After Tying Dan Marino's Numbers, Which Goals Are Next for Peyton Manning?

Brandon Alisoglu@@BrandonAlisogluCorrespondent INovember 11, 2012

CHARLOTTE, NC - NOVEMBER 11:   Peyton Manning #18 of the Denver Broncos calls a play during their game against the Carolina Panthers at Bank of America Stadium on November 11, 2012 in Charlotte, North Carolina.  (Photo by Streeter Lecka/Getty Images)
Streeter Lecka/Getty Images

Did you ever have a doubt?

Peyton Manning tossed a touchdown pass to Brandon Stokley to tie Dan Marino's career number (420) in the first quarter against the Carolina Panthers. We all figured he'd throw the Marino-surpassing touchdown in short order.

It never came. At least not in Week 11. 

But, with the win and pass, he did tie Marino in terms of career touchdown passes and wins (148). So what's next? 


Brett Favre's Career Records

Marino was once the standard against which all other quarterbacks were measured, but Favre took over that mantle near the end of his Green Bay Packers tenure. Therefore, the next man in Manning's crosshairs is the gunslinger in Wranglers.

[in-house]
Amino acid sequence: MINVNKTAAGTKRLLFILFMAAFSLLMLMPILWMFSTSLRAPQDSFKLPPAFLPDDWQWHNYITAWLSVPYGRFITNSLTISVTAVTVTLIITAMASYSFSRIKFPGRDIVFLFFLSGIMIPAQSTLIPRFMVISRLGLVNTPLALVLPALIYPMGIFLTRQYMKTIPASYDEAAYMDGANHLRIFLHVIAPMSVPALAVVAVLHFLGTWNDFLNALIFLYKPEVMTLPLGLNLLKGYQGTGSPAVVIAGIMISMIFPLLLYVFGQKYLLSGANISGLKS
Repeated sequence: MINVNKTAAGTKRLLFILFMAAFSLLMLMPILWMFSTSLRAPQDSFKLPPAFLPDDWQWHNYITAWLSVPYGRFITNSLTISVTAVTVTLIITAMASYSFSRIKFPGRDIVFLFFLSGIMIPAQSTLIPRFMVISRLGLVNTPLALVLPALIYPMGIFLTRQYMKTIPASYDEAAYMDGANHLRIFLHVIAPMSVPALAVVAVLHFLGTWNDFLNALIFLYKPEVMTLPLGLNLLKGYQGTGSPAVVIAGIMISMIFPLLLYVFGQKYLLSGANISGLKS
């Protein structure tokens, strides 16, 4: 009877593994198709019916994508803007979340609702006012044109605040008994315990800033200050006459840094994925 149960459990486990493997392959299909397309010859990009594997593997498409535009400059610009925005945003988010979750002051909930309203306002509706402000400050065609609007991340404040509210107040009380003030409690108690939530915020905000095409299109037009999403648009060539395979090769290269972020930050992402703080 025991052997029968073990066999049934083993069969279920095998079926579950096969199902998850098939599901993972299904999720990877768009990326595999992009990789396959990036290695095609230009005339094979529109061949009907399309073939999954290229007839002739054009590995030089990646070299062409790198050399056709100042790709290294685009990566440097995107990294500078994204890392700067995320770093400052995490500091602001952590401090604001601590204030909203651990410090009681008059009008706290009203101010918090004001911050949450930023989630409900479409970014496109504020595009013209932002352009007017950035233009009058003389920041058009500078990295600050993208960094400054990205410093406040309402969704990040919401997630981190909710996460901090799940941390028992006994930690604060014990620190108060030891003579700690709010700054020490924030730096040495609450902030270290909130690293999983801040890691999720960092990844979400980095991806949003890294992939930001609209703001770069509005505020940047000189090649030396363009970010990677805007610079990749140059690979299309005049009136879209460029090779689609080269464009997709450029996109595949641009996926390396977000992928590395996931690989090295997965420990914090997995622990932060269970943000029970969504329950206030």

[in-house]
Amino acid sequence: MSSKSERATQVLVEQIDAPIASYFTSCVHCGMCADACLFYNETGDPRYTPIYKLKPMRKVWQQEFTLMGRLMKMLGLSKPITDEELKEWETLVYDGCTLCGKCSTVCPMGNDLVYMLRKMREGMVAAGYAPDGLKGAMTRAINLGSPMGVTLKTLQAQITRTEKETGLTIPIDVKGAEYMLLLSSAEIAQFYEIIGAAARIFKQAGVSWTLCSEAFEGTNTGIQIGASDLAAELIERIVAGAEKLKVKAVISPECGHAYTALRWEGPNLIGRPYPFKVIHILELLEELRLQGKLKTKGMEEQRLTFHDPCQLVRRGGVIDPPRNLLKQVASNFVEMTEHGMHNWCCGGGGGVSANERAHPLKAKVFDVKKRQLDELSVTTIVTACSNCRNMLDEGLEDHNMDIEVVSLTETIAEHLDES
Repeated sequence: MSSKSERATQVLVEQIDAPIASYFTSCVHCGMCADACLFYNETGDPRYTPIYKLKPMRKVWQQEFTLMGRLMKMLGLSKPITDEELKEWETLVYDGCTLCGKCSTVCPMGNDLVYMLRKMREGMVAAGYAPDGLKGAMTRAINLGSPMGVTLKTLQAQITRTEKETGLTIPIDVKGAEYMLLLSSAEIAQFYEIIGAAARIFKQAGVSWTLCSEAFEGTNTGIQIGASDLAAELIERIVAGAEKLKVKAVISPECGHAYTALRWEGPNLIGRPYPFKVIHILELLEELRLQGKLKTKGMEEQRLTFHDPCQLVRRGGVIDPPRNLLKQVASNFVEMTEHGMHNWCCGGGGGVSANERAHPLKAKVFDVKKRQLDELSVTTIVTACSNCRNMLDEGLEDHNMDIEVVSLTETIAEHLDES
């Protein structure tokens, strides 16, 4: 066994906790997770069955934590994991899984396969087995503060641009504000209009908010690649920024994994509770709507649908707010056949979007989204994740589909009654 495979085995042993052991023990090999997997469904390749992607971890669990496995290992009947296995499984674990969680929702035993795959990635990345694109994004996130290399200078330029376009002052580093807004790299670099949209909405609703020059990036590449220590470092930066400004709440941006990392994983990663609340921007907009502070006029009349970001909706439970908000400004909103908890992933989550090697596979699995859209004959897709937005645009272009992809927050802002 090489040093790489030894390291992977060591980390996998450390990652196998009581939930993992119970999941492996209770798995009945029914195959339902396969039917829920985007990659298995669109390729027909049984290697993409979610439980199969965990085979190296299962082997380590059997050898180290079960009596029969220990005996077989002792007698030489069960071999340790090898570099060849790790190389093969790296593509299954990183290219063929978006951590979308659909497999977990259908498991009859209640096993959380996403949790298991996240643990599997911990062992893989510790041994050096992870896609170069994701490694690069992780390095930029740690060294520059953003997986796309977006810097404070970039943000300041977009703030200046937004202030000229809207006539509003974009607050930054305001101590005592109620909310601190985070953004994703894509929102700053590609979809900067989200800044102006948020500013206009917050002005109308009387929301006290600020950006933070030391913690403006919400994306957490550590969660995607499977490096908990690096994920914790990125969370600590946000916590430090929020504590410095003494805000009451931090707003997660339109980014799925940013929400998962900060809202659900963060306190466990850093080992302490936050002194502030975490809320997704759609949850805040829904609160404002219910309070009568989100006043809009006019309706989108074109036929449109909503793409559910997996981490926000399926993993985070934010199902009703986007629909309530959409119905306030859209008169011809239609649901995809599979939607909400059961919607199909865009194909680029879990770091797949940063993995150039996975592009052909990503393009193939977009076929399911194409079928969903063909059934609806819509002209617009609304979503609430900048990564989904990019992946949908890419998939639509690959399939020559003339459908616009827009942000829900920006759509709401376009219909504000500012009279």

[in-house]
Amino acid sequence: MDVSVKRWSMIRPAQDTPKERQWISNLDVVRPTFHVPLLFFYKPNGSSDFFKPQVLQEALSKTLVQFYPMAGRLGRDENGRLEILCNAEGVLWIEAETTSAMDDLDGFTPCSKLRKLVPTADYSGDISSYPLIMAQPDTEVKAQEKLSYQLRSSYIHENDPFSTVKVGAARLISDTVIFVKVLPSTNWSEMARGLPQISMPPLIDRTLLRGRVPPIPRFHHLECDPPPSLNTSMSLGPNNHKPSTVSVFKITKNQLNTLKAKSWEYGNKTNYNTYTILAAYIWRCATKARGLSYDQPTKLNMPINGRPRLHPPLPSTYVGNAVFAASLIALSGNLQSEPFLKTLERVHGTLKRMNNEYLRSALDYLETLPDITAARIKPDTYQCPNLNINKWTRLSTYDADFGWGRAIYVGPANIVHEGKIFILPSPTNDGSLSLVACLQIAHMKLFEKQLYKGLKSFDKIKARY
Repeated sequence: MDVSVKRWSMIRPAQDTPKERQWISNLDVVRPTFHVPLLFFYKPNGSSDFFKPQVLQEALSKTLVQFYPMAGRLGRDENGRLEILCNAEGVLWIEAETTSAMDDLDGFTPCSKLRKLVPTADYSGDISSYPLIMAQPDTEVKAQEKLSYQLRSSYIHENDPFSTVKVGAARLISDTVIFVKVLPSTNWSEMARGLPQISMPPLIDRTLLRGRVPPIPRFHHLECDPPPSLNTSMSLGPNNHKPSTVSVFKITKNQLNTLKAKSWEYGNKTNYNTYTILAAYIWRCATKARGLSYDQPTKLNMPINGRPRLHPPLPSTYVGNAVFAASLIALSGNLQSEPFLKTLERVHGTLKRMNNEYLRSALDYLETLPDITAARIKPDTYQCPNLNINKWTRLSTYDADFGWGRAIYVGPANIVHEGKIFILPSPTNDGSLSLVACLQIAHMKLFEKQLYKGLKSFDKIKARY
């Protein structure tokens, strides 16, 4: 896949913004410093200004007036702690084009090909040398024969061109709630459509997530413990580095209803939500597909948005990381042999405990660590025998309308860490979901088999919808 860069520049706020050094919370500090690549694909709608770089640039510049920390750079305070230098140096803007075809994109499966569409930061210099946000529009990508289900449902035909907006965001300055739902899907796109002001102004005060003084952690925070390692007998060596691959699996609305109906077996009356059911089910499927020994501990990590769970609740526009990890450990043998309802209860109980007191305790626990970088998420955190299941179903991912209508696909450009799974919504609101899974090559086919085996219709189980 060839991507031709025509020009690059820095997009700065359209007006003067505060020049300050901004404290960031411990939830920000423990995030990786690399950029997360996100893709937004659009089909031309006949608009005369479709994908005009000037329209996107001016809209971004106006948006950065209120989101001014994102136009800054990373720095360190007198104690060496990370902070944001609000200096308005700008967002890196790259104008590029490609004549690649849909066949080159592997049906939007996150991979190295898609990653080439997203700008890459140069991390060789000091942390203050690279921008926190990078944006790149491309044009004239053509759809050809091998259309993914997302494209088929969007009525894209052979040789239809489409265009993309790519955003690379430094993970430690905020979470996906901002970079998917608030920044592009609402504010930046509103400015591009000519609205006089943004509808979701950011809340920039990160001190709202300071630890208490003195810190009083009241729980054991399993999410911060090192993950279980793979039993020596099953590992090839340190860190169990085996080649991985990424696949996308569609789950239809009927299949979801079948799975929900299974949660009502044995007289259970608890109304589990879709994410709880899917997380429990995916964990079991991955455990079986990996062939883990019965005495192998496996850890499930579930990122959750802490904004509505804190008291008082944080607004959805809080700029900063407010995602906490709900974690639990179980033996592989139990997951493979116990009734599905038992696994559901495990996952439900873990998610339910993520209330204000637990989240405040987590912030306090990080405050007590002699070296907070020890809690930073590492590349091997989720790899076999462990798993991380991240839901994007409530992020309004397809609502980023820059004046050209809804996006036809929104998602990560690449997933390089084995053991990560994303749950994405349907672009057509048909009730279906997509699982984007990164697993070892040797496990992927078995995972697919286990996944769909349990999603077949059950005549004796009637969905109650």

No. 4 racked up 508 touchdown passes, 71,838 yards and 186 wins. Those numbers are all well within reach for the Broncos signal-caller within the next three to four years, since he will enter Week 12 with 57,533 yards, 420 touchdowns and 148 wins. 

Those numbers are all attainable, but Manning should be able to avoid Favre's 336 career interceptions as he only has 204.


But Manning is Currently Only Chasing His Brother

Players consumed by competitiveness do care about how their numbers stack up against their peers, but the most important statistic will remain Super Bowls. That's the number that will stick in Peyton's craw if he cannot improve upon his one title.

Family Thanksgivings might leave Peyton with a bit of resentment unless he can catch, and ultimately surpass, his brother. Considering how well the Broncos have been playing as of late, it isn't inconceivable.

Plus, he still has at least a few good years left. He won't stop until all the records say Peyton Manning at the top.

I don't mean that it's the driving force behind his play. Just that when he's done, so are all the records.